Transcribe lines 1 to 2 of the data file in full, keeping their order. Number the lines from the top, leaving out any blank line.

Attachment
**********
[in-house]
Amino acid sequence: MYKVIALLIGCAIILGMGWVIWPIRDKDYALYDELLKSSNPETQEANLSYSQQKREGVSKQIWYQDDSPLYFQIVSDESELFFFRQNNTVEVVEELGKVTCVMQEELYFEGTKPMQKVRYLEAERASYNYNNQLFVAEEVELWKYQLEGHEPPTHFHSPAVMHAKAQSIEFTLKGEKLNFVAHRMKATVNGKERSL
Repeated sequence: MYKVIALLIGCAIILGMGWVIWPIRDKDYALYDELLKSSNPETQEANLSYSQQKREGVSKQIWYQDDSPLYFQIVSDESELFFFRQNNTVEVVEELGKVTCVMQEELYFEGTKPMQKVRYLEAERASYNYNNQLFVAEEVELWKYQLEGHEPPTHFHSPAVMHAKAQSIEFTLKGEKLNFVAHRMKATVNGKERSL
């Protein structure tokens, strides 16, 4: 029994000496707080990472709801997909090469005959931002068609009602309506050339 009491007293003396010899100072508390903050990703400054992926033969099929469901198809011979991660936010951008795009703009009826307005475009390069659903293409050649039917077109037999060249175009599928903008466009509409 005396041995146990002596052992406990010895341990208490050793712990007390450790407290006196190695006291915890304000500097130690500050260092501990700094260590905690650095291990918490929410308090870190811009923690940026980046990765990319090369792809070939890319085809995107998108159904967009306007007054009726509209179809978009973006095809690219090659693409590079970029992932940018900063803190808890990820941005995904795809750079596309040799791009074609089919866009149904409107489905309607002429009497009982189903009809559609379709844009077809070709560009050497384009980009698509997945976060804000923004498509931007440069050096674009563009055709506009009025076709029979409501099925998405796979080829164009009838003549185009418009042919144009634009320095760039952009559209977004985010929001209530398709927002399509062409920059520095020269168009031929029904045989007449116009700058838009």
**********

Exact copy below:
[in-house]
Amino acid sequence: MYKVIALLIGCAIILGMGWVIWPIRDKDYALYDELLKSSNPETQEANLSYSQQKREGVSKQIWYQDDSPLYFQIVSDESELFFFRQNNTVEVVEELGKVTCVMQEELYFEGTKPMQKVRYLEAERASYNYNNQLFVAEEVELWKYQLEGHEPPTHFHSPAVMHAKAQSIEFTLKGEKLNFVAHRMKATVNGKERSL